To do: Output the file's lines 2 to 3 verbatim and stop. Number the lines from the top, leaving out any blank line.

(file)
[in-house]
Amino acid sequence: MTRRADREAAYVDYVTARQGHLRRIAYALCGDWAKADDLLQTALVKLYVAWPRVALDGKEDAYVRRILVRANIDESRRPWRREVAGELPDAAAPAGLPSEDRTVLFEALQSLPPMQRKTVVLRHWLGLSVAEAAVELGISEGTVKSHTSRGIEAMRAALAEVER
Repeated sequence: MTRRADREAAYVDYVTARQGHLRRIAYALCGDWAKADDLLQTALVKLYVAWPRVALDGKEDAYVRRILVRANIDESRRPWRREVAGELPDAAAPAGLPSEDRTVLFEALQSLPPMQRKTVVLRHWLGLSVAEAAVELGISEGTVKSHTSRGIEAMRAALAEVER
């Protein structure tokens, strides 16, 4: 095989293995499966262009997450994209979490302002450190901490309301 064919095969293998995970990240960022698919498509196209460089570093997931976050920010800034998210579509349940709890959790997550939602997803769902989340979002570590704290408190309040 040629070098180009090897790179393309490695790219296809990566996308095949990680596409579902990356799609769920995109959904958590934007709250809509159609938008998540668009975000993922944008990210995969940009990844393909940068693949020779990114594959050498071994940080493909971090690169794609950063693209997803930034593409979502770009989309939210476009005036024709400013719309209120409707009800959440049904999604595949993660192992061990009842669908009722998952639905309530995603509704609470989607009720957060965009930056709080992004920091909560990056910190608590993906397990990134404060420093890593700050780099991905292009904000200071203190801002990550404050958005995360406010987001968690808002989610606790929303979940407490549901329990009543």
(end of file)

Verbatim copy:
Amino acid sequence: MTRRADREAAYVDYVTARQGHLRRIAYALCGDWAKADDLLQTALVKLYVAWPRVALDGKEDAYVRRILVRANIDESRRPWRREVAGELPDAAAPAGLPSEDRTVLFEALQSLPPMQRKTVVLRHWLGLSVAEAAVELGISEGTVKSHTSRGIEAMRAALAEVER
Repeated sequence: MTRRADREAAYVDYVTARQGHLRRIAYALCGDWAKADDLLQTALVKLYVAWPRVALDGKEDAYVRRILVRANIDESRRPWRREVAGELPDAAAPAGLPSEDRTVLFEALQSLPPMQRKTVVLRHWLGLSVAEAAVELGISEGTVKSHTSRGIEAMRAALAEVER